Government examinations of the biggest US banks have helped lift a cloud of uncertainty that has hung over the economy.
The so-called stress tests — a key effort of the administration of US President Barack Obama to boost confidence in the financial system — showed nine of the 19 biggest banks had enough capital to withstand a deeper recession.
Ten must raise a total of US$75 billion in new capital to withstand possible future losses.
“The publication of the stress tests simply cleared the air of uncertainty,” said Allen Sinai, chief global economist at Decision Economics. “The results were not scary at all.”
He said it would take a long time for the banks to resume normal lending. But the test results didn’t alter his prediction that the economy was headed for a recovery in October or November.
The stress tests have been criticized as a confidence-building exercise whose relatively rosy outcome was inevitable. But the information, which leaked out all week, was enough to cheer investors. They pushed bank stocks higher on Wednesday and rallied again in after-hours trading late on Thursday once the results had been released.
Among the 10 banks that need to raise more capital, Bank of America Corp needs by far the most — US$33.9 billion. Wells Fargo Co needs US$13.7 billion, GMAC LLC US$11.5 billion, Citigroup Inc US$5.5 billion and Morgan Stanley US$1.8 billion.
The five other firms found to need more of a capital cushion are all regional banks — Regions Financial Corp of Birmingham, Alabama; SunTrust Banks Inc of Atlanta; KeyCorp of Cleveland; Fifth Third Bancorp of Cincinnati and PNC Financial Services Group Inc of Pittsburgh.
The banks will have until June 8 to develop a plan and have it approved by their regulators. If they can’t raise the money on their own, the government said it’s prepared to dip further into its bailout fund.
The government hopes the stress tests will restore investors’ confidence that not all banks are weak and that even those that are can be strengthened. They have said none of the banks will be allowed to fail.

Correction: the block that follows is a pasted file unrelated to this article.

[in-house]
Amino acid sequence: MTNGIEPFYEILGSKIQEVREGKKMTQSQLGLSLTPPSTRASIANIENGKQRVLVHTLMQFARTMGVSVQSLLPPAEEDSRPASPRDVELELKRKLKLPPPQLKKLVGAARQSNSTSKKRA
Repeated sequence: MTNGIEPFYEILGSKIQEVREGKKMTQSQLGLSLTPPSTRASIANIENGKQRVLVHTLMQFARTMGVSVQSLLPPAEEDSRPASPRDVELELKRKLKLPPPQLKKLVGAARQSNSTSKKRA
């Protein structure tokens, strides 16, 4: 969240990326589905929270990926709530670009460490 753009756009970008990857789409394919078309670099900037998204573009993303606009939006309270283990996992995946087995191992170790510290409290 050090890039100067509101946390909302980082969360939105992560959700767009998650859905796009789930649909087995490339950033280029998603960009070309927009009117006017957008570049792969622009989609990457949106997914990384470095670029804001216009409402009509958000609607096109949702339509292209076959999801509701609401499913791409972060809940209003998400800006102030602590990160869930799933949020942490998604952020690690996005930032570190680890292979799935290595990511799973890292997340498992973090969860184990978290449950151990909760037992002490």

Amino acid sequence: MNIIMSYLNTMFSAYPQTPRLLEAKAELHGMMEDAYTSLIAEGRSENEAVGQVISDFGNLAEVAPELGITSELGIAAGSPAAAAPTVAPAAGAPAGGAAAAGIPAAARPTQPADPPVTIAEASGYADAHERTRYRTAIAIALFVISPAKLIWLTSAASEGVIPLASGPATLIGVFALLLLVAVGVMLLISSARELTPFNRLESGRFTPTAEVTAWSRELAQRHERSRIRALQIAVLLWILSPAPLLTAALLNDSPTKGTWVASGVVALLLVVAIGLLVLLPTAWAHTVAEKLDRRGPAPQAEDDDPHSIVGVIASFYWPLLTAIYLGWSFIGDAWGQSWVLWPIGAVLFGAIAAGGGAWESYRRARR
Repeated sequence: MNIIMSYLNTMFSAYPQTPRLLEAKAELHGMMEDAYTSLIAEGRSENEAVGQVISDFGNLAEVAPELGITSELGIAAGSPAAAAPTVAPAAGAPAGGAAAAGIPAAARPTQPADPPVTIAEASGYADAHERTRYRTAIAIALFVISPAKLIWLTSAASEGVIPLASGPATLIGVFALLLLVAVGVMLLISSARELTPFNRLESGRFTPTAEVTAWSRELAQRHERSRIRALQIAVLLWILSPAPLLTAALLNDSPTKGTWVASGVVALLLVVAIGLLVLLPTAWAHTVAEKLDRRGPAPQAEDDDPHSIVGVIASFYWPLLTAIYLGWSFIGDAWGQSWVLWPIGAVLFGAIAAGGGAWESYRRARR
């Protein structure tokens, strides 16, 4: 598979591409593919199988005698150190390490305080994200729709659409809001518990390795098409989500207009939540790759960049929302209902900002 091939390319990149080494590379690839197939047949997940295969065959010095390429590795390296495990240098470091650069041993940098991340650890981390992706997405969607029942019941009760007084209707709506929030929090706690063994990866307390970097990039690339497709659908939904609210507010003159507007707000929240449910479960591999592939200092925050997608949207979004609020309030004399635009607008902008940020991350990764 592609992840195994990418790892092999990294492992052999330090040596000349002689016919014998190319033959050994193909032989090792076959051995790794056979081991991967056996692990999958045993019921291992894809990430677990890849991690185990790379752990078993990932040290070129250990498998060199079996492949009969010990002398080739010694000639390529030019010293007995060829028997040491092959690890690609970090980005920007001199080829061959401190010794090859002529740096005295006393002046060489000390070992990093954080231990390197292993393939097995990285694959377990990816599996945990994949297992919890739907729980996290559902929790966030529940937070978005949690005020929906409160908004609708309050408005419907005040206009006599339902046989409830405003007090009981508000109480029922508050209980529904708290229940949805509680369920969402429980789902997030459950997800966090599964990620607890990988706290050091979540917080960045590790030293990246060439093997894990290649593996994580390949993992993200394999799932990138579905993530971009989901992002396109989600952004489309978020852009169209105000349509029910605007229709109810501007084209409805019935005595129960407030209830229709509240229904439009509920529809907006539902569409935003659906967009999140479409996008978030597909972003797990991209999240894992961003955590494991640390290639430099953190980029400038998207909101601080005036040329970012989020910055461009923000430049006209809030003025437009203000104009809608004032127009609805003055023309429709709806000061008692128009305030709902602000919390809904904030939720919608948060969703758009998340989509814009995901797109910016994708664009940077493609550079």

Among the banks that the government did not ask to raise more capital were JPMorgan Chase & Co, brokerage house Goldman Sachs Group Inc, insurer MetLife Inc and credit card companies Capital One Financial Corp and American Express Co.
Together, the 19 firms that took the test hold two-thirds of the assets and half the loans in the US banking system.
Wells Fargo and Morgan Stanley said they will try to raise billions in fresh capital. Meanwhile, American Express became the first major financial institution to formally request permission to return federal bailout money provided under the Troubled Asset Relief Program.
Separately, Citigroup said it is planning to convert an extra US$5.5 billion of preferred shares — a kind of debt — into common stock after the stress tests determined it needs an equal amount in fresh capital.
GMAC said it will raise the US$11.5 billion mandated by the Treasury within six months, a task that could involve the federal government taking a big stake in the auto finance company.
GMAC, which reported a first-quarter loss of US$675 million, said earlier this week it has seen rising defaults in its auto finance division. That, combined with soured assets in its Residential Capital LLC mortgage unit, makes it more difficult for the company to raise the additional capital in the public markets.